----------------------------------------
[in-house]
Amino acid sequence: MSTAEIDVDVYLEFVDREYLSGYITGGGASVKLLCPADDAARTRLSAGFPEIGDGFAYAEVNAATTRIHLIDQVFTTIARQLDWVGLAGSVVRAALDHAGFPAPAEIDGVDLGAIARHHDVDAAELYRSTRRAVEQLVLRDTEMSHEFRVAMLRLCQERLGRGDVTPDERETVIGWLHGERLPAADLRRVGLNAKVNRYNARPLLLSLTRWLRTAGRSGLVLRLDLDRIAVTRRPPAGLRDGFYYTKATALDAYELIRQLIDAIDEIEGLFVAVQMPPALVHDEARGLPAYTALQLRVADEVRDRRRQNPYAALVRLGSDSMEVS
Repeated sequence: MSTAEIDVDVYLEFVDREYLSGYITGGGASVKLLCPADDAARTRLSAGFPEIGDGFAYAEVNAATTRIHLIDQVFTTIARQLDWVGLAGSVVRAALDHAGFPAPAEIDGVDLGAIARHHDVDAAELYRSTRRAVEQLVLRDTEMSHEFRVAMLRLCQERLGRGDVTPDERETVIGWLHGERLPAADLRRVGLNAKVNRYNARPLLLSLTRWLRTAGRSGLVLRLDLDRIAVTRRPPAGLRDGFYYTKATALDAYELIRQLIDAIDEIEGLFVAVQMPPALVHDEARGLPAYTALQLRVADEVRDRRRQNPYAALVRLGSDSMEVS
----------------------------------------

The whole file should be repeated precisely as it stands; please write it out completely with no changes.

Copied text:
[in-house]
Amino acid sequence: MSTAEIDVDVYLEFVDREYLSGYITGGGASVKLLCPADDAARTRLSAGFPEIGDGFAYAEVNAATTRIHLIDQVFTTIARQLDWVGLAGSVVRAALDHAGFPAPAEIDGVDLGAIARHHDVDAAELYRSTRRAVEQLVLRDTEMSHEFRVAMLRLCQERLGRGDVTPDERETVIGWLHGERLPAADLRRVGLNAKVNRYNARPLLLSLTRWLRTAGRSGLVLRLDLDRIAVTRRPPAGLRDGFYYTKATALDAYELIRQLIDAIDEIEGLFVAVQMPPALVHDEARGLPAYTALQLRVADEVRDRRRQNPYAALVRLGSDSMEVS
Repeated sequence: MSTAEIDVDVYLEFVDREYLSGYITGGGASVKLLCPADDAARTRLSAGFPEIGDGFAYAEVNAATTRIHLIDQVFTTIARQLDWVGLAGSVVRAALDHAGFPAPAEIDGVDLGAIARHHDVDAAELYRSTRRAVEQLVLRDTEMSHEFRVAMLRLCQERLGRGDVTPDERETVIGWLHGERLPAADLRRVGLNAKVNRYNARPLLLSLTRWLRTAGRSGLVLRLDLDRIAVTRRPPAGLRDGFYYTKATALDAYELIRQLIDAIDEIEGLFVAVQMPPALVHDEARGLPAYTALQLRVADEVRDRRRQNPYAALVRLGSDSMEVS